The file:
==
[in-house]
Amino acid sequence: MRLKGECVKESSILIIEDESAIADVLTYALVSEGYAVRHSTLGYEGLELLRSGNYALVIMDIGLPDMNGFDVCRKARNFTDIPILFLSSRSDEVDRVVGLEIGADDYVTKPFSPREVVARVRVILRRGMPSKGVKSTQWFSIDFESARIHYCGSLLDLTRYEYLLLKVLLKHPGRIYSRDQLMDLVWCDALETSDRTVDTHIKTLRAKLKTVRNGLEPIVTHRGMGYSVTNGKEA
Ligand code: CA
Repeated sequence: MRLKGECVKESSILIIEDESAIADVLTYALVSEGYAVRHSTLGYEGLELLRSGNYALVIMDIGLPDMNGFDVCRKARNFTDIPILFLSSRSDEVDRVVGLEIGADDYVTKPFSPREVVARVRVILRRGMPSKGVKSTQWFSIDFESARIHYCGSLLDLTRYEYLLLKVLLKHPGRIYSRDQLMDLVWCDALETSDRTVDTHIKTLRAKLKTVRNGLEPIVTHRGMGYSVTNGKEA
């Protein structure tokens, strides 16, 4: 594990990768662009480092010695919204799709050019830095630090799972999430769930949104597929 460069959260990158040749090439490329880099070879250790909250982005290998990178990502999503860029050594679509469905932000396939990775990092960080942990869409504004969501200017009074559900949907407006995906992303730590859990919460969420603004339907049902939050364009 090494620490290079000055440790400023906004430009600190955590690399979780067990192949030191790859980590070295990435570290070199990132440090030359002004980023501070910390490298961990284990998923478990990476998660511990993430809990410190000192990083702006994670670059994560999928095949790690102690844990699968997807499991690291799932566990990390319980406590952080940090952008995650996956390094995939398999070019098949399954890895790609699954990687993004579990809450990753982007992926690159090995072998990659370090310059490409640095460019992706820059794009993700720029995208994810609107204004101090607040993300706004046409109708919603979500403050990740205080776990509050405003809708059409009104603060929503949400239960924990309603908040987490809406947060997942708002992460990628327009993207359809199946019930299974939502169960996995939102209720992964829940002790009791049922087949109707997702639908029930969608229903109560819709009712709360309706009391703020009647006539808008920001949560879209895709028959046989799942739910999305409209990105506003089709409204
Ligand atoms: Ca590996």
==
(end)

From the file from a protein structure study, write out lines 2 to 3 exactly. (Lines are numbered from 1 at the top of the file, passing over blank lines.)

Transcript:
Amino acid sequence: MRLKGECVKESSILIIEDESAIADVLTYALVSEGYAVRHSTLGYEGLELLRSGNYALVIMDIGLPDMNGFDVCRKARNFTDIPILFLSSRSDEVDRVVGLEIGADDYVTKPFSPREVVARVRVILRRGMPSKGVKSTQWFSIDFESARIHYCGSLLDLTRYEYLLLKVLLKHPGRIYSRDQLMDLVWCDALETSDRTVDTHIKTLRAKLKTVRNGLEPIVTHRGMGYSVTNGKEA
Ligand code: CA